remedy based on arsenic oxide has shown "highly promising results"
in mice poisoned with arsenic, say Indian scientists.
antidote reduced the liver toxicity induced by arsenic in mice, where
distilled water did nothing, and alcohol actually exacerbated the
and his colleagues at the University of Kalyani, West Bengal, believe
the remedy, called Arsenicum Album, might provide a safe, cheap and
easily available remedy for the hundreds of millions of people around
the world who are at risk from arsenic-poisoned water. It is a particular
problem in some parts of West Bengal and neighbouring Bangladesh.
Even if efforts to make drinking water arsenic-free succeed, contamination
could still come from other sources, the researchers say, meaning
other approaches are needed.
Khuda-Bukhsh told New Scientist the homeopathic remedy "can very well ameliorate the toxicity produced by arsenic oxide in mice". If the success could be repeated in humans, it would be "a boon to society", he says. However, other scientists remain skeptical.
Serial dilution :
The researchers took groups of five mice either with or without arsenic poisoning and drop fed them Arsenicum Album, distilled water, or alcohol that had been through the same preparation procedure as the homeopathic antidote.
dilutions of the homeopathic remedy cut the levels of two liver enzymes
- ALT and AST - which are indicators of liver toxicity and are boosted
by arsenic poisoning. This positive effect occurred within 72 hours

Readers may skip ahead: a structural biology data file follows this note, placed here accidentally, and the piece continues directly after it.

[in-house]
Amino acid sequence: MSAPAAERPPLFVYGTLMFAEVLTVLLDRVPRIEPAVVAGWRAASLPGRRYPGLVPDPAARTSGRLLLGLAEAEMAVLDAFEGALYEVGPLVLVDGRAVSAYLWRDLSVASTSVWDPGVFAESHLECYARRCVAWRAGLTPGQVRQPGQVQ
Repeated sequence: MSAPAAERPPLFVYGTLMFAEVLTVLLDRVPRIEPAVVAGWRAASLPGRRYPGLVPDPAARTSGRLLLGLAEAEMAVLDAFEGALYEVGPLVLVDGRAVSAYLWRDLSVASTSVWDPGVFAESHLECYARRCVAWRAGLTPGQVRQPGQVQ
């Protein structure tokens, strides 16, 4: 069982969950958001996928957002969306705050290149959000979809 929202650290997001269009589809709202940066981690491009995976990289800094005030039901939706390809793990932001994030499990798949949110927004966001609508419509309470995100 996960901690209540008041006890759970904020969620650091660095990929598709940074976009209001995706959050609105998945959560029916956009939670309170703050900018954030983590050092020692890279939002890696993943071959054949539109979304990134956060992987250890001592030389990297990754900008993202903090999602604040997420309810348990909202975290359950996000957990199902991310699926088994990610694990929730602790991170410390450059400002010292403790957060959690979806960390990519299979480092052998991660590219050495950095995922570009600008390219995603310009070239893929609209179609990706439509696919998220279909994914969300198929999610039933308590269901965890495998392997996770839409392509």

and liver lasted for up to 30 days, they report in their journal paper.
water had no effect on either enzyme. And alcohol actually enhanced
the activity of AST.
remedies are based on the serial dilution of a medication - to the
extent that extremely little, if any, of the original substance remains.
Khuda-Bukhsh says the preparation used was so dilute that it should
not have contained even one molecule of the active ingredient.
He says his team is striving to understand the mechanism of action of homeopathic drugs, which despite being used for over 200 years has remained elusive to science
Water mark :
central to many advocates of homeopathy is that water could retain
an imprint or "memory" of substances once dissolved in it.
cost one of France's top allergy researchers, Jacques Benveniste,
his lab and funding after his results were discredited in 1988. Benveniste
claimed in a Nature paper that a solution that had once contained
antibodies still activated human white blood cells.
But, other researchers failed to reproduce his experiments.
"It comes down to the same old dilemma," says Andreas Gescher, a biochemical toxicologist at Leicester University, UK. "This kind of study uses a dilution so high there is hardly anything there - philosophically it's the same as the Benveniste case. Is it really possible?"
Gescher told New Scientist he is "extremely skeptical",
he adds that the study is interesting. Gescher is on the UK government's
Medicines and Healthcare Products Regulatory Agency advisory board
for the registration of homeopathic products, which checks the safety
- but not the efficacy - of voluntarily registered products.
Khuda-Bukhsh's group aims to test the drug in human trials, subject to funding. "We think this would open up another avenue for others to either confirm or refute," he says.
-NewScientist.com news service